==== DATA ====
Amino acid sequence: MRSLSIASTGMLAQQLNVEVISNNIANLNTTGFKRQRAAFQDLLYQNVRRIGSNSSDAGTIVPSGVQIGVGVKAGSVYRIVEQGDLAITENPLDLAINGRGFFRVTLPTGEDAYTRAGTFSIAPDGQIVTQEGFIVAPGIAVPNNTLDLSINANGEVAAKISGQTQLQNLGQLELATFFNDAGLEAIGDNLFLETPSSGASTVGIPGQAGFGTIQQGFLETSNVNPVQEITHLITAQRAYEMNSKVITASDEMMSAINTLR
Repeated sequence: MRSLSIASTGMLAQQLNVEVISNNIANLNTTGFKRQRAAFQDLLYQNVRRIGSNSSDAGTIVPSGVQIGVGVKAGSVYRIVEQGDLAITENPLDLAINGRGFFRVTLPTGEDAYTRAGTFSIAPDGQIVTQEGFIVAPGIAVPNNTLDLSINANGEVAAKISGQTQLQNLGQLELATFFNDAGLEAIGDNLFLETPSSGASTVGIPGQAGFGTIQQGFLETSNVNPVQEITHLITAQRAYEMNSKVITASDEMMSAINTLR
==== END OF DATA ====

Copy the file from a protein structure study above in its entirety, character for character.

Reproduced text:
Amino acid sequence: MRSLSIASTGMLAQQLNVEVISNNIANLNTTGFKRQRAAFQDLLYQNVRRIGSNSSDAGTIVPSGVQIGVGVKAGSVYRIVEQGDLAITENPLDLAINGRGFFRVTLPTGEDAYTRAGTFSIAPDGQIVTQEGFIVAPGIAVPNNTLDLSINANGEVAAKISGQTQLQNLGQLELATFFNDAGLEAIGDNLFLETPSSGASTVGIPGQAGFGTIQQGFLETSNVNPVQEITHLITAQRAYEMNSKVITASDEMMSAINTLR
Repeated sequence: MRSLSIASTGMLAQQLNVEVISNNIANLNTTGFKRQRAAFQDLLYQNVRRIGSNSSDAGTIVPSGVQIGVGVKAGSVYRIVEQGDLAITENPLDLAINGRGFFRVTLPTGEDAYTRAGTFSIAPDGQIVTQEGFIVAPGIAVPNNTLDLSINANGEVAAKISGQTQLQNLGQLELATFFNDAGLEAIGDNLFLETPSSGASTVGIPGQAGFGTIQQGFLETSNVNPVQEITHLITAQRAYEMNSKVITASDEMMSAINTLR